Kirkus One young man seeks out a unique collection of Yiddish books to preserve them and their lost world.Growing up, Aaron Lansky remembered the story of his grandmother's immigration to America. She had just one worn suitcase, filled with books in Yiddish and Sabbath candlestickswhich her brother tossed into the water upon greeting her. It was of the Old World, and she was in the New World. Lansky loved reading but realized that to pursue his interest in Jewish literature he would have to study Yiddish, his grandmother's language. His search for books in Yiddish led to one rabbi about to bury a pile, which led to years of rescuing books from dumpsters and then building a depository for them and for the thousands of subsequent donations. Lansky visited many of the donors and heard their emotional stories. Now a well-established resource in Amherst, Massachusetts, his Yiddish Book Center is digitized, with free downloads, and conducts educational programs. Macy's text beautifully and dramatically tells this story while noting the powerful influence of Yiddish writing in the lives of Jews. Innerst's acrylic and gouache artwork, with the addition of digitized fabric textures, is stunning in its homage to Marc Chagall and its evocation of an Eastern European world that has physically vanished but is alive in these pages of beautifully realized imagery.For lovers of books and libraries. (afterword by Lansky, author's note, illustrator's note, Yiddish glossary, further resources, source notes, photographs) (Picture book/biography. 7-10) Copyright Kirkus Reviews, used with permission.
Copyright © Kirkus Reviews, used with permission.
Horn Book Aaron Lansky's difficulty in finding Yiddish novels for his college studies led him to collect books first for his own purposes, then for the Yiddish Book Center in Amherst, Massachusetts (which he founded), starting in 1980. Stories of how he obtained them--meetings ‚over tea and cake and lokshn kugl‚ with older Jews; a late-night dash to a dumpster--lend both human interest and a sense of urgency to the mission. Painterly illustrations give readers plenty to peruse, with sprinkled Yiddish words and visual references to Jewish history and culture. Reading list. Glos. (c) Copyright 2021. The Horn Book, Inc., a wholly owned subsidiary of Media Source, Inc. No redistribution permitted.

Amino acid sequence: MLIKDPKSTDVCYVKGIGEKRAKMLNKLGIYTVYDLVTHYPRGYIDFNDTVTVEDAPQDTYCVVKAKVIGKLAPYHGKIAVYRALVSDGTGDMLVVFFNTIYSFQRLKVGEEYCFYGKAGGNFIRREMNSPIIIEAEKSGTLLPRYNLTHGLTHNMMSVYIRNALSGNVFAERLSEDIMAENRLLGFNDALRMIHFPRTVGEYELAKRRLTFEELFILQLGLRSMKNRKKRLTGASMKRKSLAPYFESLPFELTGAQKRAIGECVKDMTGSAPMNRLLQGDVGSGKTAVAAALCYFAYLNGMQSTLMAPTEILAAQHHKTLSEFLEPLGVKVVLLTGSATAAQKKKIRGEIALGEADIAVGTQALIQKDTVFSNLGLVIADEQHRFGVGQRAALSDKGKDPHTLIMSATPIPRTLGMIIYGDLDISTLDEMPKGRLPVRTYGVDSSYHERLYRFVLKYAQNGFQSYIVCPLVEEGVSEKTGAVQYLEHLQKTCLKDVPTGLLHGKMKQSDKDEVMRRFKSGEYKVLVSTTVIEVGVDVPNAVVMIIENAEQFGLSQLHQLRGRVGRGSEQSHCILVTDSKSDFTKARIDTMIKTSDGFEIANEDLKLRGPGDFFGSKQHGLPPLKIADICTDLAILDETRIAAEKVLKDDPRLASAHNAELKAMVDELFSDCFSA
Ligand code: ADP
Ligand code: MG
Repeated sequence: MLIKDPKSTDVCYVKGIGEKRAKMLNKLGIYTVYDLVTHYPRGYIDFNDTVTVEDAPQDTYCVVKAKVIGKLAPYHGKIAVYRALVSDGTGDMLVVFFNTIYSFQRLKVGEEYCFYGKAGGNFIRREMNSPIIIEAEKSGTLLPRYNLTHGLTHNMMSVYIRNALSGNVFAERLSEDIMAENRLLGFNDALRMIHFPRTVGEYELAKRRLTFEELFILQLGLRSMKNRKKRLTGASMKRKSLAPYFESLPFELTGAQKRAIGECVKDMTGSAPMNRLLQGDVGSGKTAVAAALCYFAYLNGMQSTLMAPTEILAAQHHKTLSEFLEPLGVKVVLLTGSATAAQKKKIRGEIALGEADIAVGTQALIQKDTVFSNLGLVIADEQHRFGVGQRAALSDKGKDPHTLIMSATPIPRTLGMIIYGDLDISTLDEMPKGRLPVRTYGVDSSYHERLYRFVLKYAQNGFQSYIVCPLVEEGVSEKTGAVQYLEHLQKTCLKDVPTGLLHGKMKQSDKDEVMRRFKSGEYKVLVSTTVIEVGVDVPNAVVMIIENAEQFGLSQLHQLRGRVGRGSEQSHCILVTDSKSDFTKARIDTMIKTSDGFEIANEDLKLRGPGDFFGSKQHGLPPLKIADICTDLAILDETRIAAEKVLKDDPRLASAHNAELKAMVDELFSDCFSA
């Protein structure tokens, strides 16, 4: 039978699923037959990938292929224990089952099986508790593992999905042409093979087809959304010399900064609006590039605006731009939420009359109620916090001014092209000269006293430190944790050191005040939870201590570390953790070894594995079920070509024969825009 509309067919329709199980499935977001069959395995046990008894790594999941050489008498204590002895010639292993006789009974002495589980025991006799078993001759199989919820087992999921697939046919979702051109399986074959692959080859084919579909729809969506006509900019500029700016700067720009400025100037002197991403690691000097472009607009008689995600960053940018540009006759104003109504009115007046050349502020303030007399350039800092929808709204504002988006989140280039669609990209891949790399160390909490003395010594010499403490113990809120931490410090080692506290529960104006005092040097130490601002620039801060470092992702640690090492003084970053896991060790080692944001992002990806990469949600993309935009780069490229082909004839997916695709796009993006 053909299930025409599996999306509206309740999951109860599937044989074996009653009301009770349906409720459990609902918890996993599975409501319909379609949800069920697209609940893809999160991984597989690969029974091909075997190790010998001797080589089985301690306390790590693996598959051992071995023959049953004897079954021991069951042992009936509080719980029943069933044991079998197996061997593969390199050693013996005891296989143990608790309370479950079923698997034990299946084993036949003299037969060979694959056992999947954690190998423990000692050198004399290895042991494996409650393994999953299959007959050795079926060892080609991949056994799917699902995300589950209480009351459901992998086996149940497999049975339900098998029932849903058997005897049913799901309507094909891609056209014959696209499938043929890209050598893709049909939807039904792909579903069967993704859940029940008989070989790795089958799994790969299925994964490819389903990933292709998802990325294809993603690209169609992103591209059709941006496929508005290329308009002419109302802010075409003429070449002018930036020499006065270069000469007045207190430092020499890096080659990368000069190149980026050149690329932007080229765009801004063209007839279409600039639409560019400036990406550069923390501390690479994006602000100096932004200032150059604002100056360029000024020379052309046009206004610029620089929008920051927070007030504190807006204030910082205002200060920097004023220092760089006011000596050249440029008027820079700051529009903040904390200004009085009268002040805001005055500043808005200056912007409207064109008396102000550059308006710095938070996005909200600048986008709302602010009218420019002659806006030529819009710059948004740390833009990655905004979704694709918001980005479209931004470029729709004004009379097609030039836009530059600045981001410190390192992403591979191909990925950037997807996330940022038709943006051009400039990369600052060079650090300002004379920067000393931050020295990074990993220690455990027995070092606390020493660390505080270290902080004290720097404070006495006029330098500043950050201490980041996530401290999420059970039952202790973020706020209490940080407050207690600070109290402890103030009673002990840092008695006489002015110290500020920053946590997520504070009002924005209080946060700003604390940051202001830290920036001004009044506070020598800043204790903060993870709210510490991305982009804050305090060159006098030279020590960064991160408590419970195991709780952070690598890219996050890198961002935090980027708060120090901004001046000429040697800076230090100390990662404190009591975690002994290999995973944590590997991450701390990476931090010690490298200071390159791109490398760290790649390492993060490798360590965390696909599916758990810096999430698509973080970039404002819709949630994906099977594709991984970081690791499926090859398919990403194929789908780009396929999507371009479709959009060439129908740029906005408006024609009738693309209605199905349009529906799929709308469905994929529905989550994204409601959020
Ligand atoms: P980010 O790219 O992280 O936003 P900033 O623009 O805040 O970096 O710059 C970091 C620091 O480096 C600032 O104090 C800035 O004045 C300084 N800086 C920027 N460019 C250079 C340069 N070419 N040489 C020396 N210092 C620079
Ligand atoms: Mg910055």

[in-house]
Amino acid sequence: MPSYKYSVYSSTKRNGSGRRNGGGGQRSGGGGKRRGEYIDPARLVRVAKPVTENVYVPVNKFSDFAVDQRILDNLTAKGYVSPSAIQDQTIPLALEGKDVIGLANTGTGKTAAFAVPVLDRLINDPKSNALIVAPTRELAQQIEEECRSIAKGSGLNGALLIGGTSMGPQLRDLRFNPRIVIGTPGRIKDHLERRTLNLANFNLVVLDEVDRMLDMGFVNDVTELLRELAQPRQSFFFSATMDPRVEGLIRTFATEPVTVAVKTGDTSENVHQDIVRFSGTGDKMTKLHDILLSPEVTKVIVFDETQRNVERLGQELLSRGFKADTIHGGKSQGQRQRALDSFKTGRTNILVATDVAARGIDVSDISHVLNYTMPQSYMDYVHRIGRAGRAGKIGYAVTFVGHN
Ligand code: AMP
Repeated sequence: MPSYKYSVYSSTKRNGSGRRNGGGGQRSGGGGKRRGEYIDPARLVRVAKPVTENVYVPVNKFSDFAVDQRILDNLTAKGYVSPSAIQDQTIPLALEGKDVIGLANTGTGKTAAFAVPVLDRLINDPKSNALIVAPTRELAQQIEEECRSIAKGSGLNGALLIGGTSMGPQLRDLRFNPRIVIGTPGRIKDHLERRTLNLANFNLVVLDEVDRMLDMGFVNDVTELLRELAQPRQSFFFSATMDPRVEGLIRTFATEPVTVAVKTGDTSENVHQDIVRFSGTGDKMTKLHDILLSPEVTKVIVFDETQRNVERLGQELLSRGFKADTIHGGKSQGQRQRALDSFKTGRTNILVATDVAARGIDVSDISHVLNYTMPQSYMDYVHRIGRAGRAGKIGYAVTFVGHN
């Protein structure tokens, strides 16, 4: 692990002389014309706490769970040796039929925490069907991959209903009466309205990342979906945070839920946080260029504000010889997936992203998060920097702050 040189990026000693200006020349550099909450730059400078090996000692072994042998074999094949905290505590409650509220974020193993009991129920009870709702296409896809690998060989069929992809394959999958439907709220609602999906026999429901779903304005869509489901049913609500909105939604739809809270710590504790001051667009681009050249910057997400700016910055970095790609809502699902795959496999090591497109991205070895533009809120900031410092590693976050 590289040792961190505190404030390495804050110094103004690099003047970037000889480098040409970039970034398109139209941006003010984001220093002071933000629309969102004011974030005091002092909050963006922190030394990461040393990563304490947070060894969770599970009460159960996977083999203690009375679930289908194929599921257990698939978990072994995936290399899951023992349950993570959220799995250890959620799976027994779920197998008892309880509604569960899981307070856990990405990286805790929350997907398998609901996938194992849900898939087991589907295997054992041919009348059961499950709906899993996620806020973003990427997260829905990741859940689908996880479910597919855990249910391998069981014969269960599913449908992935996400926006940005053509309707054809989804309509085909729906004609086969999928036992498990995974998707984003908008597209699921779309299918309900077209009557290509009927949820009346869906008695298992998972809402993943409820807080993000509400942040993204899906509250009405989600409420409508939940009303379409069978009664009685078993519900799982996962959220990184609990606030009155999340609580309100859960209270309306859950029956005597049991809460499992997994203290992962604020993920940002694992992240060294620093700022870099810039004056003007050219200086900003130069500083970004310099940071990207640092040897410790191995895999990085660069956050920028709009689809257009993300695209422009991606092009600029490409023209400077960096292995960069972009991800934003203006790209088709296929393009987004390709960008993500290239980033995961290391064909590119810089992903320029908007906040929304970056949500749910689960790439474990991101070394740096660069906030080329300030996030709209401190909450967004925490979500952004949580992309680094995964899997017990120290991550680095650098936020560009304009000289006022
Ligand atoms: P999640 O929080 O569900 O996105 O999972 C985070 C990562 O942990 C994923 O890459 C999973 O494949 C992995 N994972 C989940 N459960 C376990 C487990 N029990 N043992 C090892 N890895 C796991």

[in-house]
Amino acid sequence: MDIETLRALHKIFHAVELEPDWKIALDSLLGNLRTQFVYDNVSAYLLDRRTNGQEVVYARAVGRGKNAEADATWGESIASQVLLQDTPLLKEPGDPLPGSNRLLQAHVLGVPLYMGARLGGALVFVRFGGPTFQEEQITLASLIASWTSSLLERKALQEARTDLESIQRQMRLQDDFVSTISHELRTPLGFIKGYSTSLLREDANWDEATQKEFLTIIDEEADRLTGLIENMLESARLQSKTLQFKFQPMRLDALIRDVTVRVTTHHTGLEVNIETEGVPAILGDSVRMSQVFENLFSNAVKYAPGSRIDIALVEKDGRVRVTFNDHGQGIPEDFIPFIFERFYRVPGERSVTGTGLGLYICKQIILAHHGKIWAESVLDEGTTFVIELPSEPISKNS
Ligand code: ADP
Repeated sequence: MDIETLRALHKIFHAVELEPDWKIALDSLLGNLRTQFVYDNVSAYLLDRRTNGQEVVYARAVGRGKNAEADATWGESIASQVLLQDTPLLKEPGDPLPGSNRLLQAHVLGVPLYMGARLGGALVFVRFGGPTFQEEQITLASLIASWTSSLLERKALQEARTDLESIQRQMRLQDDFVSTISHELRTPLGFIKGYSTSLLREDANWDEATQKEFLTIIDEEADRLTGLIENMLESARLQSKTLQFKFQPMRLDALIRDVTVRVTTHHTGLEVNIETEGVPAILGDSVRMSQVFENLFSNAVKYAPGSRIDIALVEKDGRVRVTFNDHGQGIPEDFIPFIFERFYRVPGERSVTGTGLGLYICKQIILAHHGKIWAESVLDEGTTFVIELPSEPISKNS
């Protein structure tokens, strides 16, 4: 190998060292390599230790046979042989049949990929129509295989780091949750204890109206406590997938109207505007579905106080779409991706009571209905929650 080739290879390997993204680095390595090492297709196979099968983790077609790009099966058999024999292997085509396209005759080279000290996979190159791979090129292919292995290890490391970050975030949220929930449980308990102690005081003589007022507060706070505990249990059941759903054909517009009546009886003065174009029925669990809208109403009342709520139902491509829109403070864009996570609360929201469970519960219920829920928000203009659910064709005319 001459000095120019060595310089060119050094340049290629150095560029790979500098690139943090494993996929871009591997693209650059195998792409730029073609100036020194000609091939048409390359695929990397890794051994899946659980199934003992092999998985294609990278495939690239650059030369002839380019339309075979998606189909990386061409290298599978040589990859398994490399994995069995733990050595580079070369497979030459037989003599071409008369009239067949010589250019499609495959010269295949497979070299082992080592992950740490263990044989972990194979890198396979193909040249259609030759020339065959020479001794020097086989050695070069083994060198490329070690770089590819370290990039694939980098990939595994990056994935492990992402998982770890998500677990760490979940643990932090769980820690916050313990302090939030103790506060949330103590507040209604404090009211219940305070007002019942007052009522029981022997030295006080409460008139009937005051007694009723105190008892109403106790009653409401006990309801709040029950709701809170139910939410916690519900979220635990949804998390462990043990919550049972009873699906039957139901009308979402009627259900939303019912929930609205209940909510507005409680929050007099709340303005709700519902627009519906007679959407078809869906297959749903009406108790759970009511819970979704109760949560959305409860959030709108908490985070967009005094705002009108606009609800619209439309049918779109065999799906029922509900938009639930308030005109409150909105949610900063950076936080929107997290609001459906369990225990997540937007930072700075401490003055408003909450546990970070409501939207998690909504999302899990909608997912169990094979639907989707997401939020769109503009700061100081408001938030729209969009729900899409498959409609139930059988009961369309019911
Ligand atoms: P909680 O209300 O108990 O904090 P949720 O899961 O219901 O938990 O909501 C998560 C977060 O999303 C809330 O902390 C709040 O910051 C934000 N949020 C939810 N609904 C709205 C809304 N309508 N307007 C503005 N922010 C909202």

(c) Copyright The Horn Book, Inc., a wholly owned subsidiary of Media Source, Inc. No redistribution permitted.
Publishers Weekly This inspired pairing of two top picture book biographers tells the story of Aaron Lansky, an “all-American boy” (a Star Trek poster decorates his bedroom) who in college became convinced that Yiddish books represented the “portable homeland” of the Jewish people. With Yiddish dying out after the Holocaust and little mainstream support (“Yiddish was a language whose time had passed”), Lansky learned the language, then began saving Yiddish books any way he could. He pulled nearly 5,000 out of a dumpster and accepted “one book at a time” from elderly owners (“We didn’t eat much,” one book donor tearfully tells him, “but we always bought a book. It was a necessity of life”). Founded in 1980, Lansky’s Yiddish Book Center in Amherst, Mass., is today home to 1.5 million rescued books and is a hub of Yiddish studies. Innerst (Ruth Bader Ginsburg), who notes in an afterword that his illustrations were inspired by Chagall, contributes dramatic, textural acrylic and gouache images, with sculptural figures, expressionistic settings, and the deep, rich tones of vintage book bindings. Evoking both a lost past and an urgent present, they’re a marvelous complement to the journalistic, propulsive narrative by Macy (Motor Girls). Ages 5–8. (Oct.)